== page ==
By Richard McGill Murphy, contributor
FORTUNE -- Not unlike the old automats in New York City, the nifty machines that Coinstar (CSTR) operates satisfy consumer desires at the press of a button. Launched in 1991 by a Stanford grad student who had tired of accumulating coins in a jar on his dresser, Coinstar now generates about 85% of its revenue from the Redbox chain of DVD- and game-rental kiosks. That business has profited mightily from the swift decline of video rental stores. According to CEO Paul Davis, Coinstar will open between 8,000 and 9,000 new Redbox kiosks this year, or roughly one every hour. "Our rentals are priced below brick-and-mortar video stores, and you can return them anywhere," he says.
Fastest-Growing Rank: 15
HQ: Bellevue, Wash.
The business: Coinstar operates the Redbox chain of DVD- and videogame-rental kiosks, as well as machines for sorting change.
Risk/reward: As more people turn to downloading and streaming for their entertainment needs, Coinstar faces a threat to its core business of renting physical DVDs and games. Early this year investors cheered when the company announced Redbox Instant, a joint venture with Verizon (VZ) that will soon provide digital delivery and videodiscs for a single monthly subscription. "It's an attempt to capture some of the magic that Netflix (NFLX) lost last year by splitting its service," says Piper Jaffray analyst Mike Olson. CEO Paul Davis is also diversifying, inking a deal with Starbucks (SBUX) to operate Seattle's Best coffee kiosks in offices and other high-traffic locations. For at least the next few years, Coinstar will probably generate the bulk of its revenue from DVDs. And don't count out the humble kiosks. They outlasted once-mighty Blockbuster. They just might survive streaming.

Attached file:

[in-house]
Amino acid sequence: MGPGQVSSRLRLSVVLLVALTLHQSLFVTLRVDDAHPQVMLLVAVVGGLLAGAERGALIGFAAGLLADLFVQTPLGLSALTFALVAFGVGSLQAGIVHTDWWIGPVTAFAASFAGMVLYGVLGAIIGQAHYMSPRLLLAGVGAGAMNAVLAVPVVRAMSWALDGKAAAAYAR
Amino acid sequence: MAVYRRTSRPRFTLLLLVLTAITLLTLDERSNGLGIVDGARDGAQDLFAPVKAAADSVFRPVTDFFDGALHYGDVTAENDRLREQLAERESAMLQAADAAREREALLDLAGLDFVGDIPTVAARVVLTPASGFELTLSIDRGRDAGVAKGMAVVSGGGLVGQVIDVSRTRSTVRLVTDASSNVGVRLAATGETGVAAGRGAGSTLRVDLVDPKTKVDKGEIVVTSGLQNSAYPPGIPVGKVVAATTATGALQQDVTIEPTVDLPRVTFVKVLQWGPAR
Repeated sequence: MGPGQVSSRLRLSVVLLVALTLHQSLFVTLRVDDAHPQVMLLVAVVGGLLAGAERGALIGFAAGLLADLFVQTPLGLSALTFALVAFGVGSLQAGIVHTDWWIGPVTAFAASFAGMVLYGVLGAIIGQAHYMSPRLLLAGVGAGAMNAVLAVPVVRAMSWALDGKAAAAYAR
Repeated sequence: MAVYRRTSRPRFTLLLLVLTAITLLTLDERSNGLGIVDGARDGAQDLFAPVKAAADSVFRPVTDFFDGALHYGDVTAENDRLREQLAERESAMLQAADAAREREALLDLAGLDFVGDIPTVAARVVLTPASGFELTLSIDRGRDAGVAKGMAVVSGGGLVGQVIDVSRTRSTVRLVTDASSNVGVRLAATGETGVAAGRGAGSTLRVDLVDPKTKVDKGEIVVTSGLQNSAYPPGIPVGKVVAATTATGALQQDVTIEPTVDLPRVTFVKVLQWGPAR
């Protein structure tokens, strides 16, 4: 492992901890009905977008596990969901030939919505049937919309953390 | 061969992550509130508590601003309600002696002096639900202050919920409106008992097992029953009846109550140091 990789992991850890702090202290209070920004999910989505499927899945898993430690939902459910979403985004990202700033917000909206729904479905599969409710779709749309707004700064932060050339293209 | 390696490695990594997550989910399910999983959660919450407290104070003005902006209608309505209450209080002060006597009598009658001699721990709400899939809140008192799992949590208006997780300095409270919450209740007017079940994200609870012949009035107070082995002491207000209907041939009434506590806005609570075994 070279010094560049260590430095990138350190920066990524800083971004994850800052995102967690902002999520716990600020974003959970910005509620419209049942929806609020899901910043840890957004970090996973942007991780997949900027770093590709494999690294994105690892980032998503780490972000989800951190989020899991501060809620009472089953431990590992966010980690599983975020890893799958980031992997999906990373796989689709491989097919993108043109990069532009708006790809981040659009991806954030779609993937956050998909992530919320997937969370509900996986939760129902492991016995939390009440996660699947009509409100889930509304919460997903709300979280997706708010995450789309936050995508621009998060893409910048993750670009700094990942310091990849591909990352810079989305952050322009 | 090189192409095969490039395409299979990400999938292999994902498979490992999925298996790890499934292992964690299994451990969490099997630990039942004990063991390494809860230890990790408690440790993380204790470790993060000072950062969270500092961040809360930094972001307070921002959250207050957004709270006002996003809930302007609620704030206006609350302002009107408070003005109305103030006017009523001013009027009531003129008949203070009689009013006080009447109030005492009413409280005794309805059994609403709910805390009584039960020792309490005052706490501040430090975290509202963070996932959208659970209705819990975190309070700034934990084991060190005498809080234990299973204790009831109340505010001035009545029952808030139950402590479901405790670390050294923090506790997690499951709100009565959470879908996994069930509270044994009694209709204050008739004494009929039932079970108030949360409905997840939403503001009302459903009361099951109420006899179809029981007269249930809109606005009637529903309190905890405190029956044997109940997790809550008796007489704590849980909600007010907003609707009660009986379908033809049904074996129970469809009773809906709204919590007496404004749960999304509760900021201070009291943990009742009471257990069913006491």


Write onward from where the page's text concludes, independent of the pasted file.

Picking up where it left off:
This story is from the December 3, 2012 issue of Fortune.
Both Verizon's management and the unions are responding to immediate issues and changes, but they are both acting myopically. Both sides could have pursued a stronger strategy to get a piece of what they want.
By Richard Rumelt, contributor
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The Founding Fathers -- if one may use that somewhat sexist phrase in this enlightened, post-Enlightenment age -- crafted ten amendments to the Constitution that together form our treasured Bill of Rights. It is clear, however, that the Founders never saw the need for a new perceived entitlement that is now firmly entrenched in the hearts and minds of our citizenry. This, then, is the new Right... call it 10A: MOREBing - Nov 28, 2007 11:53 AM ET
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